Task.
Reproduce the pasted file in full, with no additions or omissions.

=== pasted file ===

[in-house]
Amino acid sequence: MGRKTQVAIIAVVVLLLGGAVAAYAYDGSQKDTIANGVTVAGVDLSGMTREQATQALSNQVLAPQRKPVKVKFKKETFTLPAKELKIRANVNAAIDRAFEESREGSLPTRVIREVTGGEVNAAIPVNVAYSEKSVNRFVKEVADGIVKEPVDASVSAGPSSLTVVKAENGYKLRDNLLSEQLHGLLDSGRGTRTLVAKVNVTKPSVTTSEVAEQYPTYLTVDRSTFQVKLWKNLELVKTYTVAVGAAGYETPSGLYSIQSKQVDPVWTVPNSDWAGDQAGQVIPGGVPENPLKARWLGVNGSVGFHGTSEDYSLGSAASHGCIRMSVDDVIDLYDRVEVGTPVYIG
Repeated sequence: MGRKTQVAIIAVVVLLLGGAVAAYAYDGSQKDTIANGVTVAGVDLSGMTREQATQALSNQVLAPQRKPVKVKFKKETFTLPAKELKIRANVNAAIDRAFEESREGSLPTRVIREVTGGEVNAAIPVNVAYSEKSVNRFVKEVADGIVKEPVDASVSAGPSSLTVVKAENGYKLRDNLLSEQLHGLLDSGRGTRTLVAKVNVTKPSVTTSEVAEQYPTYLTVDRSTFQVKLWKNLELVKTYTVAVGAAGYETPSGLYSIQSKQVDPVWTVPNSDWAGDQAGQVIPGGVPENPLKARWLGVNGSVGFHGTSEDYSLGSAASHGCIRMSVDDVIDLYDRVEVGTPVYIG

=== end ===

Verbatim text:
[in-house]
Amino acid sequence: MGRKTQVAIIAVVVLLLGGAVAAYAYDGSQKDTIANGVTVAGVDLSGMTREQATQALSNQVLAPQRKPVKVKFKKETFTLPAKELKIRANVNAAIDRAFEESREGSLPTRVIREVTGGEVNAAIPVNVAYSEKSVNRFVKEVADGIVKEPVDASVSAGPSSLTVVKAENGYKLRDNLLSEQLHGLLDSGRGTRTLVAKVNVTKPSVTTSEVAEQYPTYLTVDRSTFQVKLWKNLELVKTYTVAVGAAGYETPSGLYSIQSKQVDPVWTVPNSDWAGDQAGQVIPGGVPENPLKARWLGVNGSVGFHGTSEDYSLGSAASHGCIRMSVDDVIDLYDRVEVGTPVYIG
Repeated sequence: MGRKTQVAIIAVVVLLLGGAVAAYAYDGSQKDTIANGVTVAGVDLSGMTREQATQALSNQVLAPQRKPVKVKFKKETFTLPAKELKIRANVNAAIDRAFEESREGSLPTRVIREVTGGEVNAAIPVNVAYSEKSVNRFVKEVADGIVKEPVDASVSAGPSSLTVVKAENGYKLRDNLLSEQLHGLLDSGRGTRTLVAKVNVTKPSVTTSEVAEQYPTYLTVDRSTFQVKLWKNLELVKTYTVAVGAAGYETPSGLYSIQSKQVDPVWTVPNSDWAGDQAGQVIPGGVPENPLKARWLGVNGSVGFHGTSEDYSLGSAASHGCIRMSVDDVIDLYDRVEVGTPVYIG